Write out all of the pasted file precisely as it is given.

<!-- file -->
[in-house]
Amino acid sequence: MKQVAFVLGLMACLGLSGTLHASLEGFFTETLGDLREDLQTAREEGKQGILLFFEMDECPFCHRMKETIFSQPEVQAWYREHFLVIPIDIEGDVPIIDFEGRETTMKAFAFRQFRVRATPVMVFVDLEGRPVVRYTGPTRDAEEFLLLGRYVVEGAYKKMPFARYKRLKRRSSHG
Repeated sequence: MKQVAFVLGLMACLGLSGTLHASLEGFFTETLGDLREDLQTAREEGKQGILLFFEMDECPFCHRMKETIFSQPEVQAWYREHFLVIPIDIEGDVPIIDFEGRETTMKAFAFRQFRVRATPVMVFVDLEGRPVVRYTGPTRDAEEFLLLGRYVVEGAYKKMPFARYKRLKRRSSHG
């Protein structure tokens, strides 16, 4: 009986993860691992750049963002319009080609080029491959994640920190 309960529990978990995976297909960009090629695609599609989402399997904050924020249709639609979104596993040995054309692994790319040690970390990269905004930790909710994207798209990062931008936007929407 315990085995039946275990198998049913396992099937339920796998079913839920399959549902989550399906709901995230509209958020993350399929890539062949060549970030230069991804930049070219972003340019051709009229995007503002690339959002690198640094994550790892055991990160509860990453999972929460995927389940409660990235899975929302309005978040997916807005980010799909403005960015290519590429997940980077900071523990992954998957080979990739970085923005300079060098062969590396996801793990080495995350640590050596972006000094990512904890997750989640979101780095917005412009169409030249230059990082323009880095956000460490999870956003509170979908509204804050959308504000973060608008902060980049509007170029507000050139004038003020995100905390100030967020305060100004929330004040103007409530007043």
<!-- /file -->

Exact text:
[in-house]
Amino acid sequence: MKQVAFVLGLMACLGLSGTLHASLEGFFTETLGDLREDLQTAREEGKQGILLFFEMDECPFCHRMKETIFSQPEVQAWYREHFLVIPIDIEGDVPIIDFEGRETTMKAFAFRQFRVRATPVMVFVDLEGRPVVRYTGPTRDAEEFLLLGRYVVEGAYKKMPFARYKRLKRRSSHG
Repeated sequence: MKQVAFVLGLMACLGLSGTLHASLEGFFTETLGDLREDLQTAREEGKQGILLFFEMDECPFCHRMKETIFSQPEVQAWYREHFLVIPIDIEGDVPIIDFEGRETTMKAFAFRQFRVRATPVMVFVDLEGRPVVRYTGPTRDAEEFLLLGRYVVEGAYKKMPFARYKRLKRRSSHG
């Protein structure tokens, strides 16, 4: 009986993860691992750049963002319009080609080029491959994640920190 309960529990978990995976297909960009090629695609599609989402399997904050924020249709639609979104596993040995054309692994790319040690970390990269905004930790909710994207798209990062931008936007929407 315990085995039946275990198998049913396992099937339920796998079913839920399959549902989550399906709901995230509209958020993350399929890539062949060549970030230069991804930049070219972003340019051709009229995007503002690339959002690198640094994550790892055991990160509860990453999972929460995927389940409660990235899975929302309005978040997916807005980010799909403005960015290519590429997940980077900071523990992954998957080979990739970085923005300079060098062969590396996801793990080495995350640590050596972006000094990512904890997750989640979101780095917005412009169409030249230059990082323009880095956000460490999870956003509170979908509204804050959308504000973060608008902060980049509007170029507000050139004038003020995100905390100030967020305060100004929330004040103007409530007043």